He sings Mama with Lybian-born GASHI, a refugee whose mother fled Kosovo for Brooklyn during the Yugoslav wars. There, “he became a rapper, so his story is really the dramatic story of what America is.

    “He told me I was one of the inspirations for his wanting to be a musician and asked if I’d sing on the song he’d written. I was honoured to.”

    Sting wrote September during the lockdown, “where every day seemed to be the same. I’d forgotten the days of the week, and I was just missing the change of the season.

    “September is that desire for seasonal change. The music I wrote sounded Italian, so I called Zucchero who translated the lyrics into Italian.

    “He has a great blues voice but when we recorded it he started to sing like Pavarotti. He sounds like a Italian tenor with a vibrato. I was so impressed.”

    Sting wrote Practical Arrangement, sung with Australian star Jo Lawry, for his play The Last Ship. “It’s the story of an older man falling in love with a younger woman and him offering a relationship without love as an arrangement and her response to that.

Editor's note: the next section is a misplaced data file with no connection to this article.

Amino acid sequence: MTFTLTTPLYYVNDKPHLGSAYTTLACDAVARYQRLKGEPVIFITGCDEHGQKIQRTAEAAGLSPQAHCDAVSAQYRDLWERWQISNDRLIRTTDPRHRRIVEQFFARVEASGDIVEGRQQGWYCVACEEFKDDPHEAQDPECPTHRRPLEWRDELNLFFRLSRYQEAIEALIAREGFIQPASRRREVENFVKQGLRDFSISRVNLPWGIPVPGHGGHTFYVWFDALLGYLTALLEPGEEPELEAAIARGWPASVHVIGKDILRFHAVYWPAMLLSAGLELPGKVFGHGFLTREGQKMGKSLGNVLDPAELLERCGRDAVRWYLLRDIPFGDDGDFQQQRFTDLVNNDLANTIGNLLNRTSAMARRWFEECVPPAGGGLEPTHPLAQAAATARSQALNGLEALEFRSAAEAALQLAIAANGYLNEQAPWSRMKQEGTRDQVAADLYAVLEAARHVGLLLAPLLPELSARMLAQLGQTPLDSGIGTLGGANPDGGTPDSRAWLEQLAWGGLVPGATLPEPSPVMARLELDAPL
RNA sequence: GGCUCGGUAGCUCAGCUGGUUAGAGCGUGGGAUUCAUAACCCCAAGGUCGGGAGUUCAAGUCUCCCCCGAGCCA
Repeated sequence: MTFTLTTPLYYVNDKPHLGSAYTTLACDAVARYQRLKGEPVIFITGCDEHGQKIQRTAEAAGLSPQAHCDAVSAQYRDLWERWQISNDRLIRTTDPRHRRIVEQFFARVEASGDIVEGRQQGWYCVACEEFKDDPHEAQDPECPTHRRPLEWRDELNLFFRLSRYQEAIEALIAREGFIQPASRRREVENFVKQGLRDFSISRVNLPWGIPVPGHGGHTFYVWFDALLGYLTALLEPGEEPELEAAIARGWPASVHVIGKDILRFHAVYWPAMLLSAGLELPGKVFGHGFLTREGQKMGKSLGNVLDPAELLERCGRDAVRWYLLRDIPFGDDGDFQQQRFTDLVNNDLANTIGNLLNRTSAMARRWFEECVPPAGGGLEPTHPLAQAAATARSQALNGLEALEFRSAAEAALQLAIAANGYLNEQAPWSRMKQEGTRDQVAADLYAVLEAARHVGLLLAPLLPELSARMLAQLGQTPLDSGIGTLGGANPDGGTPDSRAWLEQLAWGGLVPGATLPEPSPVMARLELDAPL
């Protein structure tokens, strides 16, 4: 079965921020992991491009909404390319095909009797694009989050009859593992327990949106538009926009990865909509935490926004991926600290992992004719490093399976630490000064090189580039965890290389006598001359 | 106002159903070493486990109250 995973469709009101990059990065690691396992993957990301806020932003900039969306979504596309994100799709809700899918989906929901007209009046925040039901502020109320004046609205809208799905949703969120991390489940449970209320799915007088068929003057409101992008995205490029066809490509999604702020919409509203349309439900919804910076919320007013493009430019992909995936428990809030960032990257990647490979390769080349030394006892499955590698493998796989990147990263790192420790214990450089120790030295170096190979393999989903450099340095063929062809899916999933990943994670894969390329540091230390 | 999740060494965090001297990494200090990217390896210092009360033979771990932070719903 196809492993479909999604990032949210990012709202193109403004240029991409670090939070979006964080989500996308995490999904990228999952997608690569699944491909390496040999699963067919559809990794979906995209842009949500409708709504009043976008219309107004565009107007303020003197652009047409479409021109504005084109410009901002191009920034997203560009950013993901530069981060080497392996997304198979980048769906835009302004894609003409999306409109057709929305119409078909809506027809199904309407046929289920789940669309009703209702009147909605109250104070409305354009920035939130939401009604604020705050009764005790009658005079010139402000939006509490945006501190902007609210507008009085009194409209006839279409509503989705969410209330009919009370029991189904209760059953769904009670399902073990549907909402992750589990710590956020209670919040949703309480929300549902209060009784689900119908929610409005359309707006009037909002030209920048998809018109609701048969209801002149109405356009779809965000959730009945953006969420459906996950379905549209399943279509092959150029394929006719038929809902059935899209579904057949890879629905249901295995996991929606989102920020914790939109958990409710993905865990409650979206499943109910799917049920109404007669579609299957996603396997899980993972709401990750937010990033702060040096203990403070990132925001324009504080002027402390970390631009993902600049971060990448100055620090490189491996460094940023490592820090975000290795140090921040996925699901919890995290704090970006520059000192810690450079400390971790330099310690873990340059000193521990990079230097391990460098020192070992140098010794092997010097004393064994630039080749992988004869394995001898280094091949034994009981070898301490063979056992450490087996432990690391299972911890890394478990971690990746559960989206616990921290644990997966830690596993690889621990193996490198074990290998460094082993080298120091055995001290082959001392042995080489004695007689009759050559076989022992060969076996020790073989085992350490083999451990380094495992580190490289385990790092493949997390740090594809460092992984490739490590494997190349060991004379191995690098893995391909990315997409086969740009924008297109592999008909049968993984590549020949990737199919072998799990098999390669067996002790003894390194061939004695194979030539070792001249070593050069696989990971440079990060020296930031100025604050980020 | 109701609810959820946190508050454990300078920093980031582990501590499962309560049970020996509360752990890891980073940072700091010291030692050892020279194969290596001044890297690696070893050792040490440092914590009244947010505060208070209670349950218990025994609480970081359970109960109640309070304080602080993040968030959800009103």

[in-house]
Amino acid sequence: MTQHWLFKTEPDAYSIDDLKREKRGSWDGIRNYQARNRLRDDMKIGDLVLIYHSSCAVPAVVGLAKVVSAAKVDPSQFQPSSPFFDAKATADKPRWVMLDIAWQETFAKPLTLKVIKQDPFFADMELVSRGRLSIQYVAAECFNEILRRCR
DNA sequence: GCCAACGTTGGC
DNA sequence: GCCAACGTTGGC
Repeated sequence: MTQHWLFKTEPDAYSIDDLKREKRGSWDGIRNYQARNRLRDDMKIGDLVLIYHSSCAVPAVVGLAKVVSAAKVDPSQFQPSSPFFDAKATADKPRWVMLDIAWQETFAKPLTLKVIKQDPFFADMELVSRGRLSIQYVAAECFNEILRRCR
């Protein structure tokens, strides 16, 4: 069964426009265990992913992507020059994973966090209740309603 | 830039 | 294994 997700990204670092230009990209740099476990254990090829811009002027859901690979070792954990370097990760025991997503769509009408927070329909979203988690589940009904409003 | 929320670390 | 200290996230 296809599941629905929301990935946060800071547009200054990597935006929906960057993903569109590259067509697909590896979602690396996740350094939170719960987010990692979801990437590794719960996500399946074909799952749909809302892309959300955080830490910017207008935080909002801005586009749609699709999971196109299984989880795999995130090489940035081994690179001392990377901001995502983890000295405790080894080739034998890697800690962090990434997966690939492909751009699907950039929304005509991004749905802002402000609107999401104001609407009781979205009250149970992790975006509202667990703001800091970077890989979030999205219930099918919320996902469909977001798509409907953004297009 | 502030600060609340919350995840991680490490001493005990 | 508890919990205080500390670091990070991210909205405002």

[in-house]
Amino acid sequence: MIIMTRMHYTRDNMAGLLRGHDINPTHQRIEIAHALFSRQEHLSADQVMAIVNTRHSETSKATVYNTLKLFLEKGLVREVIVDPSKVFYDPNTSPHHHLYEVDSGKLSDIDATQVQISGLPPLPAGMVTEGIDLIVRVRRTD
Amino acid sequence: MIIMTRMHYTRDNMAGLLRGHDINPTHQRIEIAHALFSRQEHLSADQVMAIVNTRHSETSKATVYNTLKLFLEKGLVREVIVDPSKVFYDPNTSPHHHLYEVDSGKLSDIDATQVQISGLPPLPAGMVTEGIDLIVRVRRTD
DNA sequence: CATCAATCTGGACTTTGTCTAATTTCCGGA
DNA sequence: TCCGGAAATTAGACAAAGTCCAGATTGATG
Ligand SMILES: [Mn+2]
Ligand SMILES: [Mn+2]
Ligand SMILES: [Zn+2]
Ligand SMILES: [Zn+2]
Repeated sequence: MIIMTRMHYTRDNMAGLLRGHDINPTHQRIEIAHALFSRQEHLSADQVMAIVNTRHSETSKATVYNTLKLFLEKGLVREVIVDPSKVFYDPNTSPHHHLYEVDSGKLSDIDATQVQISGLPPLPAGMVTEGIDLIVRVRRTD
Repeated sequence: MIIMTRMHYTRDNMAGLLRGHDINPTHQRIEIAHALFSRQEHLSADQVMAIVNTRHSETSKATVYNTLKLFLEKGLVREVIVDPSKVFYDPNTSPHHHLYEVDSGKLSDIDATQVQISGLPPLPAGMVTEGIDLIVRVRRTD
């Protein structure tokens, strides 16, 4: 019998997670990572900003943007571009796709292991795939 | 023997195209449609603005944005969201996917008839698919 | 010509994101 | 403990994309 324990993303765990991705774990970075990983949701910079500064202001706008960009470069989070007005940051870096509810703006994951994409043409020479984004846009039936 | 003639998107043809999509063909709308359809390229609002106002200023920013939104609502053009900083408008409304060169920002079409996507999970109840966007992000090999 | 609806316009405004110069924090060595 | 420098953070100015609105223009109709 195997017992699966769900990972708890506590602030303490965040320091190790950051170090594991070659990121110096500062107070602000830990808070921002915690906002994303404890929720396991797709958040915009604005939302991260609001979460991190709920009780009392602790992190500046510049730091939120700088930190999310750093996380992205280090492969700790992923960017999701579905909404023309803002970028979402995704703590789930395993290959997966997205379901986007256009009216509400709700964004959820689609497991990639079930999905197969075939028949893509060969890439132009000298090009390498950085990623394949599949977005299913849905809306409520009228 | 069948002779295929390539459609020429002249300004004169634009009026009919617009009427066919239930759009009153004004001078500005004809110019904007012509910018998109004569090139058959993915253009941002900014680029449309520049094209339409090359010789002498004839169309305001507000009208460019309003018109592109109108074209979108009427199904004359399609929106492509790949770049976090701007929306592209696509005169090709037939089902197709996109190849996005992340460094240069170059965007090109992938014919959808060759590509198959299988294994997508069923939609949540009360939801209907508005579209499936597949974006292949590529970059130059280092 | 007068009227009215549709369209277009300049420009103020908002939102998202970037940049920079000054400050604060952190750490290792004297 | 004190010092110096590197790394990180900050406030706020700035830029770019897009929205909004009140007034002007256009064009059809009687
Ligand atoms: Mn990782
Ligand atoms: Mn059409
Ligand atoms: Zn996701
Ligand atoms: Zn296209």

Australian star Jo Lawry

    Australian star Jo Lawry during a performance of The Last Ship (Image: Newcastle Chronicle)

    “It’s a very real emotional dialogue between a strong, independent woman and a man who needs companionship.”

    Recording None Of Us Are Free with Sam Moore was an honour – “I’ve been a fan since I was 16. Sam & Dave were the epitome of American Soul, something that really inspired me as a young person. When Sam sings, he sings the entire history of his race. The pain, the hurt, the triumph, the joy, the sex…it’s all there in that unique texture.”

    The closing duet is In The Wee Small Hours Of The Morning with Chris Botti – the trumpet player Sting fired “to encourage him to fly from the nest and fly solo…now one of the most successful instrumentalists in America.

    “This was the first thing we ever recorded together, the song made famous by Frank Sinatra, and it’s beautiful.”

    *Duets by Sting is out now.

    Published at Sun, 21 Mar 2021 00:01:00 +0000

    Sting’s track-by-track guide to his new album